What Happened to Black Wall Street?

Today a thriving center of black commerce and industry seems rare and, in some cases, even futuristic. However, these centers aren’t simply idealistic concepts or myths. Not only have they become real, but they’ve also been real and are much older than you think.

What was Black Wall Street?

Black Wall Street was a prosperous Black business district in the neighborhood of Greenwood in Tulsa, Oklahoma. The community had banks, excellent schools, newspapers, restaurants, movie theaters, a grocery store, barbershops, homes, hotels, churches, and cafés. There were doctors and real estate agents all living and operating in the community. It was an oasis for the roughly 10,000 who lived there. However, this community didn’t come into existence by accident. The neighborhood’s success and creation were both very intentional. In 1906, O.W. Gurley, a wealthy African American from Arkansas, moved to Tulsa and purchased over 40 acres of land that he made sure was only sold to other African-Americans. It was a safe haven for those trying to escape from the physical and economic challenges of the surrounding areas.

The 1921 Massacre

On May 30, 1921, a young black shoe-shiner named Dick Rowland was accused of assaulting a white woman named Sarah Page in the elevator of a building in Downtown Tulsa. Only a day later the Tulsa Tribune released a story claiming that Rowland had tried to rape Page and that a lynching was going to take place later that night. That same evening black and white mobs showed up outside of the courthouse where Rowland was being tried. Outside of the courthouse, an armed Black man who was protecting Rowland got into an altercation with a white protester that ended with the white protester’s death.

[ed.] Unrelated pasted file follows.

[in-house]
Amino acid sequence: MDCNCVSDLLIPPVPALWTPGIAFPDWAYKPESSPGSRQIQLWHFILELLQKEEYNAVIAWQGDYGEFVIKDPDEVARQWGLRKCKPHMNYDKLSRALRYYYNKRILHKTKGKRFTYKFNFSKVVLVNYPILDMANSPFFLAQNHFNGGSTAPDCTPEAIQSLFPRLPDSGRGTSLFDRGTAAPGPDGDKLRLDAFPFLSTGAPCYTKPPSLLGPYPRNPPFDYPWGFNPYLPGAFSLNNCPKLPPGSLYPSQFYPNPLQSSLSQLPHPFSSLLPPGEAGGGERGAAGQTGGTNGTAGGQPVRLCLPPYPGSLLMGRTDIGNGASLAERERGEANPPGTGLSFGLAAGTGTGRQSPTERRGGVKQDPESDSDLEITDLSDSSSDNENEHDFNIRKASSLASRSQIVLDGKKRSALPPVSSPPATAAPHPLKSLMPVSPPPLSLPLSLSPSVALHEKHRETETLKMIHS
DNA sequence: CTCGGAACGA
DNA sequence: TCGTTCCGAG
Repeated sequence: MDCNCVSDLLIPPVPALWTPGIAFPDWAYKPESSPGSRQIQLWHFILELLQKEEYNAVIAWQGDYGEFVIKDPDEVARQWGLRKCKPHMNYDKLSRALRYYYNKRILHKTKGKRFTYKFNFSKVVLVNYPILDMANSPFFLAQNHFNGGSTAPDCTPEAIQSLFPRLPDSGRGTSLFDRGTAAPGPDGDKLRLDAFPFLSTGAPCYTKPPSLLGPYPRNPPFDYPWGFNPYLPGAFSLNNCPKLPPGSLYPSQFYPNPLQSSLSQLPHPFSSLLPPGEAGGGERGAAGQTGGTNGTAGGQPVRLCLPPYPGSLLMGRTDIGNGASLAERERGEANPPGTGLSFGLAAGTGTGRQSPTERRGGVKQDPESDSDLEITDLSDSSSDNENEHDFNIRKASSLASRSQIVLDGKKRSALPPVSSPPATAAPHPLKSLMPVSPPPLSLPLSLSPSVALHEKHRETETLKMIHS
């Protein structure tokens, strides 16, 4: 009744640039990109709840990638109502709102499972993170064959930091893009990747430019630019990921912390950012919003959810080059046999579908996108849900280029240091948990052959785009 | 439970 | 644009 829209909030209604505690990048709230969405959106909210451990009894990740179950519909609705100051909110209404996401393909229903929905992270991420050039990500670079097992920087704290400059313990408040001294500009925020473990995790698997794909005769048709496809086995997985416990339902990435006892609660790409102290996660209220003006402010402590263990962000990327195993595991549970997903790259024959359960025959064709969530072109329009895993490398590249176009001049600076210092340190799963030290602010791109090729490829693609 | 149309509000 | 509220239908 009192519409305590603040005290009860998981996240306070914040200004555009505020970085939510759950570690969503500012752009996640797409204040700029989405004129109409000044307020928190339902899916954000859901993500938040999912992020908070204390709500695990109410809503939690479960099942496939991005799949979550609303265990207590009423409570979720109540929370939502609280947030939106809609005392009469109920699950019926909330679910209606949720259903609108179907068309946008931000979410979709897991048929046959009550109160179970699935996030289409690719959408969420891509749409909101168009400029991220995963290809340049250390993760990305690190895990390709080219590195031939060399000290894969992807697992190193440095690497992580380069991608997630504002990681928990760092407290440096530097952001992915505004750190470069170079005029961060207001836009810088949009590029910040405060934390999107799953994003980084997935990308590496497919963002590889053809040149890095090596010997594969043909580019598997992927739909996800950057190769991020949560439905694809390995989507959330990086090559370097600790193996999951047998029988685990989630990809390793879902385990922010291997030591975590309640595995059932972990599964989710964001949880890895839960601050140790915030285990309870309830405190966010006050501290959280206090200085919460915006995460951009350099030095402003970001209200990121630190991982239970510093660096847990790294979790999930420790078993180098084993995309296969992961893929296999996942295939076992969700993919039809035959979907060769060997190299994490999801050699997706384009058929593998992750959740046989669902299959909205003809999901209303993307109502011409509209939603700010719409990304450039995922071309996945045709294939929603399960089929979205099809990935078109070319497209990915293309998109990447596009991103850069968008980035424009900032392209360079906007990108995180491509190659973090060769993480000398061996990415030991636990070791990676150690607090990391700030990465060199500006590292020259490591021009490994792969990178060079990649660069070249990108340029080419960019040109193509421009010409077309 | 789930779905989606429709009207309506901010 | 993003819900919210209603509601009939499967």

This enraged the white mob and a riot ensued. The riot would last for a full two days. White mobs attacked random black people and set businesses and homes on fire. The mobs completely destroyed people’s homes and businesses. Widespread looting took place. Survivors claim that airplanes dropped incendiary bombs that made the fires grow larger and spread faster. The initial reports claimed that 26 African Americans and 10 whites had died. Experts now believe that as many as 300 people were killed in the riots. In addition to this, several thousand people became homeless and $1.8 million in property loss claims were made – which would be $27 million today.

What happened after the Massacre?

After the violent destruction of the community, the people of Greenwood immediately searched for ways to rebuild. Black lawyers and professionals worked to rebuild, give legal assistance to people arrested during the riots, and sue the city. The district’s reconstruction was completed in 1922. The community would continue to thrive during the Great Depression and the first half of the 20th century. However, by 1961, 90% of Tulsa’s African American income was spent outside of Greenwood. This happened because of the entry of white businesses and African Americans investing in entities outside of Greenwood. The Tulsa Race Riot suggested that the state of Oklahoma pay $33 million in restitution, but this was never paid.

To make matters worse, this massacre never received proper attention. This catastrophic event has been largely disregarded in the way that it has not been taught in many of Oklahoma’s schools. It wasn’t added to the state’s curriculum until 2020. The impact of Black Wall Street’s destruction cannot be understated. It is important to remember Black Wall Street and many places like it such as Bronzeville in Chicago; Hayti in Durham, North Carolina; Sweet Auburn in Atlanta; West Ninth Street in Little Rock, Arkansas, and Farish Street in Jackson, Mississippi. It is important to remember that is possible to create centers of Black industry and commerce. Black Wall Street was destroyed but can still be rebuilt, and it can still be recreated.

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